News — Finds from Afar
We are proud to introduce a new producer to our lineup: renowned German ceramicist Hedwig Bollhagen. Vibrant glazes and distinctive forms combined with everyday functionality—these are the qualities that define her work.
Working in her studio in the village of Marwitz, just north of Berlin, Bollhagen designed and manufactured spectacular household pottery for nearly seven decades. For much of that time, work from the so-called "Treasure of East Germany" was commonplace behind the Iron Curtain, but nearly impossible to obtain beyond the DDR.
We carry a range of iconic designs from this historic company, from the sculptural watering can designed by Bollhagen in 1955 to the Salt Jar designed in 1923 by Theodor Bogler at the Wiemar Bauhaus.
Bollhagen died in 2001, at the age of 93, but the craftsmen and women of Werkstatten Fur Keramik continue to faithfully execute her unmistakable designs.
Here are a few things we stashed in our suitcase: A handy graphic portfolio, sketch books from perennial favorite Claire Fontaine, a gold toothbrush from the coolest specialty shop ever, De Witte Tanden Winkel (check out their amazing neon sign), beautifully packaged Wilhelmina pepermunts, and handmade paintbrushes, said to last a lifetime.
We will be back with more from our trip soon!
If you haven’t seen the glossy Swedish food magazine Fool yet, do yourself a favor and order one immediately. Fool is the creation of creative husband and wife team, Per-Anders and Lotta Jörgensen, who act as co-Editors in Chief as well as Creative Director and Photographer for many of the stories. Both have decades of experience working in magazines and photography, and they bring their experience to the superbly produced Fool.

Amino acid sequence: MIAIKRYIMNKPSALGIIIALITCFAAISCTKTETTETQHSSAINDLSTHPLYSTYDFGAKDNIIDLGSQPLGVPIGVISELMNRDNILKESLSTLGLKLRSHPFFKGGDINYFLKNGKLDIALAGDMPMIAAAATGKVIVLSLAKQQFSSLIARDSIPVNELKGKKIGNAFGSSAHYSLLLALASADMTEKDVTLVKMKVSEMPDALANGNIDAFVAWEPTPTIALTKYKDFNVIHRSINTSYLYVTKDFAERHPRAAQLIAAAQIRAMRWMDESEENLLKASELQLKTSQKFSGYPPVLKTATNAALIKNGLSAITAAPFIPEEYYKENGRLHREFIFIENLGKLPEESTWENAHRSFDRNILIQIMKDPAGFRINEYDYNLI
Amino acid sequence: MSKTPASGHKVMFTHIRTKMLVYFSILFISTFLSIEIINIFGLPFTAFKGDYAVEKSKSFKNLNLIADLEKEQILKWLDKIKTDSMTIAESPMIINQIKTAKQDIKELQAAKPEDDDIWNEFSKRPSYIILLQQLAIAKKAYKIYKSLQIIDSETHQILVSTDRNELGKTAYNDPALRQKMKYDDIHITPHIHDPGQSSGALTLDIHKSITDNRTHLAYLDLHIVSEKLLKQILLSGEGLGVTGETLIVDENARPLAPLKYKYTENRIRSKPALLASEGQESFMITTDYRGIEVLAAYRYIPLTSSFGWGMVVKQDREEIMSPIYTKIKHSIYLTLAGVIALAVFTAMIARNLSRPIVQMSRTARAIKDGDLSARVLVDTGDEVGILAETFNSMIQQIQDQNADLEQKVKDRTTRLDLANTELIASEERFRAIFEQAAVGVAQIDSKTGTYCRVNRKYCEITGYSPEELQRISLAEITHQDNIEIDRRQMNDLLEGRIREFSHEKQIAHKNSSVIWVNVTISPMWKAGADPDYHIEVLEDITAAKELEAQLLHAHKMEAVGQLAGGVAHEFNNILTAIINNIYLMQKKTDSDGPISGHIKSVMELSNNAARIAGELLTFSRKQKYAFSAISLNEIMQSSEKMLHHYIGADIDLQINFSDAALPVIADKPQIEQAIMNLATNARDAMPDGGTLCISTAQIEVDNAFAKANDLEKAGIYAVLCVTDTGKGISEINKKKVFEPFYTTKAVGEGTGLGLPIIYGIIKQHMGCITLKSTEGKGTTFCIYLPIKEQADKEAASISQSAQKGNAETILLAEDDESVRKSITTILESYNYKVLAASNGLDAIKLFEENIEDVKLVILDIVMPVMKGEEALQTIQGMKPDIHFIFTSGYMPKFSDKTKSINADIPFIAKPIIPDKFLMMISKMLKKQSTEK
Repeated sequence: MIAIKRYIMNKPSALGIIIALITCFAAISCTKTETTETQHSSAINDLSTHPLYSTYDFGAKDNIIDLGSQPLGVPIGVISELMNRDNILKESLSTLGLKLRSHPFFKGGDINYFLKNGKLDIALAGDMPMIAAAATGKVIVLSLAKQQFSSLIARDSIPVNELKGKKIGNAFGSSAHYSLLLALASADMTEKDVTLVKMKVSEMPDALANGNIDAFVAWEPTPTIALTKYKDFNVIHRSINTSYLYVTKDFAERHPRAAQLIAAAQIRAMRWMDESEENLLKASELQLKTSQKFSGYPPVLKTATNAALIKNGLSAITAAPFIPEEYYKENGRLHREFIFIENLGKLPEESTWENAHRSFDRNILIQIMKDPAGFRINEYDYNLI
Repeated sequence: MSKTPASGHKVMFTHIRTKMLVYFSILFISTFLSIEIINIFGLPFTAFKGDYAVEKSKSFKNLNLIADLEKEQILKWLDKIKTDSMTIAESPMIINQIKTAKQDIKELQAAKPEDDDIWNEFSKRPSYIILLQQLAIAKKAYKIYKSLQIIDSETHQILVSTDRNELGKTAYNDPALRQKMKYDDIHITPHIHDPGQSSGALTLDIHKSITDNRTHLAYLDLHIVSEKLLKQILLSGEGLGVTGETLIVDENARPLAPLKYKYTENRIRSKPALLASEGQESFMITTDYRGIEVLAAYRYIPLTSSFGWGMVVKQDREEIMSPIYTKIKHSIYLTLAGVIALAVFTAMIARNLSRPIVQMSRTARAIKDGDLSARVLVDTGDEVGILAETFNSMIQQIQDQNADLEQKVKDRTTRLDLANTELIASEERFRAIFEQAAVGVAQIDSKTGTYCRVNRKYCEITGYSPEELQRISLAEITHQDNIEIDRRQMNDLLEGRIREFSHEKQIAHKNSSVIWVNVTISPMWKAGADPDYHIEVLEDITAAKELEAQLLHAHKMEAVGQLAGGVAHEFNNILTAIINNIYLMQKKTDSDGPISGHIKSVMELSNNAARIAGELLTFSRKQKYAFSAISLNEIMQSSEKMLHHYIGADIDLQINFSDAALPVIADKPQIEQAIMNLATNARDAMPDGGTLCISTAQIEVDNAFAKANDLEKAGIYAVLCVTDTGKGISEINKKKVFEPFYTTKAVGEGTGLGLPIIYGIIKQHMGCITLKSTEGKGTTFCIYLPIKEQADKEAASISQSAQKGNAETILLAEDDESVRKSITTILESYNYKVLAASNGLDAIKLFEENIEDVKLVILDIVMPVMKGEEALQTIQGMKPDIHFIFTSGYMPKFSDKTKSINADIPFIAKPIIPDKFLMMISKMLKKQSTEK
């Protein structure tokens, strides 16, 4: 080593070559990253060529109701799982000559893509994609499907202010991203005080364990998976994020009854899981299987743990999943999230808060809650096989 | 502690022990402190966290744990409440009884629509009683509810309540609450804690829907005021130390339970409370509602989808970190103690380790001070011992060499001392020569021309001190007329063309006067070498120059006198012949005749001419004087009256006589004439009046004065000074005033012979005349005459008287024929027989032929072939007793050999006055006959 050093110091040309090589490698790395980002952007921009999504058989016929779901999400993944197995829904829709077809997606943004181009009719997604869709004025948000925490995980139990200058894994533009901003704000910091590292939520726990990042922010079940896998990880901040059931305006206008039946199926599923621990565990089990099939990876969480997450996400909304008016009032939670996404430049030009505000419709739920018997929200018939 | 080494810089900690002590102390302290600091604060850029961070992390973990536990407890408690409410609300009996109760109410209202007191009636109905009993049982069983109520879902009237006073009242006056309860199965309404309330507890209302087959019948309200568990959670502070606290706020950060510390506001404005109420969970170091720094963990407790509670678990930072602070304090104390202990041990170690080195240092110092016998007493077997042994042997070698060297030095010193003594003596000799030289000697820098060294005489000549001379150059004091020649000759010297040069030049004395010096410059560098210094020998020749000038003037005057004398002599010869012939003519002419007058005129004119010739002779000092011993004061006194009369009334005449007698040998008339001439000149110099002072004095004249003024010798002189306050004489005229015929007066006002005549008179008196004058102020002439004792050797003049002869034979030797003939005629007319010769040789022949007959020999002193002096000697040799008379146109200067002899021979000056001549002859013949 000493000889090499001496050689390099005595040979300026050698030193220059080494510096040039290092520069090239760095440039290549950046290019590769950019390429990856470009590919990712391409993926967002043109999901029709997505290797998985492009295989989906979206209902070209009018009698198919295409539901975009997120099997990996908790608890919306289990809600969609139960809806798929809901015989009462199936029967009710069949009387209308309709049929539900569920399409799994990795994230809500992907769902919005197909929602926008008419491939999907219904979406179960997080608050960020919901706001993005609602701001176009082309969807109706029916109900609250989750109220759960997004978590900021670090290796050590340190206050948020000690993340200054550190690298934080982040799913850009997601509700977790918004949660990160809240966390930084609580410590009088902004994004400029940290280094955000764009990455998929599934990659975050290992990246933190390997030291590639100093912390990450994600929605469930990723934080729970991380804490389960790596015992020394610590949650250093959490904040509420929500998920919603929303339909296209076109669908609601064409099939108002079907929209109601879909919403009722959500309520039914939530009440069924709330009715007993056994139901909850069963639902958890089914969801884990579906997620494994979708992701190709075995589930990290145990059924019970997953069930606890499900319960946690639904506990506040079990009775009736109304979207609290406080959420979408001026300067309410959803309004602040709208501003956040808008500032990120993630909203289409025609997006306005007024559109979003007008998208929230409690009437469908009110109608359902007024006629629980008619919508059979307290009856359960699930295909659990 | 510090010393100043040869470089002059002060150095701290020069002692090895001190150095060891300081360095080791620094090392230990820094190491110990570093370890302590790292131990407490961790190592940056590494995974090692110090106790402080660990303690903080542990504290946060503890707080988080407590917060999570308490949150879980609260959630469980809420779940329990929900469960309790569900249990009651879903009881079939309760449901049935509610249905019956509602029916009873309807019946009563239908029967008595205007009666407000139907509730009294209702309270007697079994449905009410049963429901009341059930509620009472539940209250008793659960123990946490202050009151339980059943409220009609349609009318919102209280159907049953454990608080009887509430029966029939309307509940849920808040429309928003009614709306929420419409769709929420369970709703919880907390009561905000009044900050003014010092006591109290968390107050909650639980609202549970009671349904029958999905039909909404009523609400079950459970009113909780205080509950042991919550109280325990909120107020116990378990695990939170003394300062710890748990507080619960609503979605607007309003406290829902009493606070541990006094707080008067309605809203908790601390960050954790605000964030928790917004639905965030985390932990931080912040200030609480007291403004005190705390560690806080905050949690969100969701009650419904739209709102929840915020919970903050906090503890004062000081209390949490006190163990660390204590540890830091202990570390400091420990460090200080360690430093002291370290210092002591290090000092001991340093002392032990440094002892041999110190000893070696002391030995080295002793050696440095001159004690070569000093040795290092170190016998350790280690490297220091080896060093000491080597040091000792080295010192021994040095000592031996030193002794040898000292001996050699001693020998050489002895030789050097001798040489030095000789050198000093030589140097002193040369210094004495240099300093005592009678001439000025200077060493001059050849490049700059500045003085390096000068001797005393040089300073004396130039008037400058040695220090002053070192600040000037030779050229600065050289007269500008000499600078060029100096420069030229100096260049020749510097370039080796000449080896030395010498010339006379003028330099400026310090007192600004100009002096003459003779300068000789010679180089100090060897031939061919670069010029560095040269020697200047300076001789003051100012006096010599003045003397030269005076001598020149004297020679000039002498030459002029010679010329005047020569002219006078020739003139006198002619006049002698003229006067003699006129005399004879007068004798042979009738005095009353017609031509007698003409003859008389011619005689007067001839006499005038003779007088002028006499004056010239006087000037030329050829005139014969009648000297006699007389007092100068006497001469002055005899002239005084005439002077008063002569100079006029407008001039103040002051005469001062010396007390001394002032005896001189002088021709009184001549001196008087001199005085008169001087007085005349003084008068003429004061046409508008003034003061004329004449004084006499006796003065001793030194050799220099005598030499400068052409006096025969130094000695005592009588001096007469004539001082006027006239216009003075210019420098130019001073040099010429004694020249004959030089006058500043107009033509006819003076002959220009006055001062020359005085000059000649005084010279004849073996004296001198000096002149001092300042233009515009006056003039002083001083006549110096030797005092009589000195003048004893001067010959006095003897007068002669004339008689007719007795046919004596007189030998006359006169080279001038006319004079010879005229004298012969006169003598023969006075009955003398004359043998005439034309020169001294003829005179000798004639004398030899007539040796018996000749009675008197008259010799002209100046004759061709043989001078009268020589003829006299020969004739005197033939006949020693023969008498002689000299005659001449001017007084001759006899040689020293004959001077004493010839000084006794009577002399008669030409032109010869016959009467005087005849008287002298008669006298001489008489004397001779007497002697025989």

But don’t expect a collection of how-to’s and recipes—as Lotta says, "Fool is different to other magazines on food, taking inspiration from fashion, design and popular culture…no high end fashion magazine would have sewing patterns for clothes. Gastronomy needs to be taken seriously but with humor."
Issue #4, “The Italian Issue” is out now. Read on for the Jörgensen’s favorite find from their recent travels around Italy. Thank you Per-Anders and Lotta!
Last year we traveled extensively all over Italy for our fourth issue, "The Italian Issue". We soon learned to arrive both with an empty stomach and lots of spare space in our luggage because hospitality is not taken lightly in Italy, where "no thanks" is not even an option.
Of all the excellent olive oils we were given, one stood out, coming from Restaurant Don Alfonso on the Sorrentine peninsula. After a winding road we came to Alfonso's and Livia's Capri-facing garden that resulted in a Fool spread on the bees there and the beehives with the best view in the world! In the incredible garden they bought in 1990 there is an ancient orange grove as well as six varieties of olive trees, mostly Sicilian Nocellara del Belice and Frantoia from Toscana.
These trees produce 1500-2000 liters of the most incredible and "real" olive oil we have ever tasted, an oil that at first is incredibly sharp, yet harmonious later, maturing like a fine wine, showing what a great olive oil should be. It’s impossible to cook food in this region if you don't have the best olive oil, and our oil is made from hand picked olives, individually selected when absolutely ripe, Alfonso says. We'd say it is worth a journey!
As Lotta and Per-Anders pointed out, this is a perfect contrast to the recent Food Chains infographic in the New York Times!öööö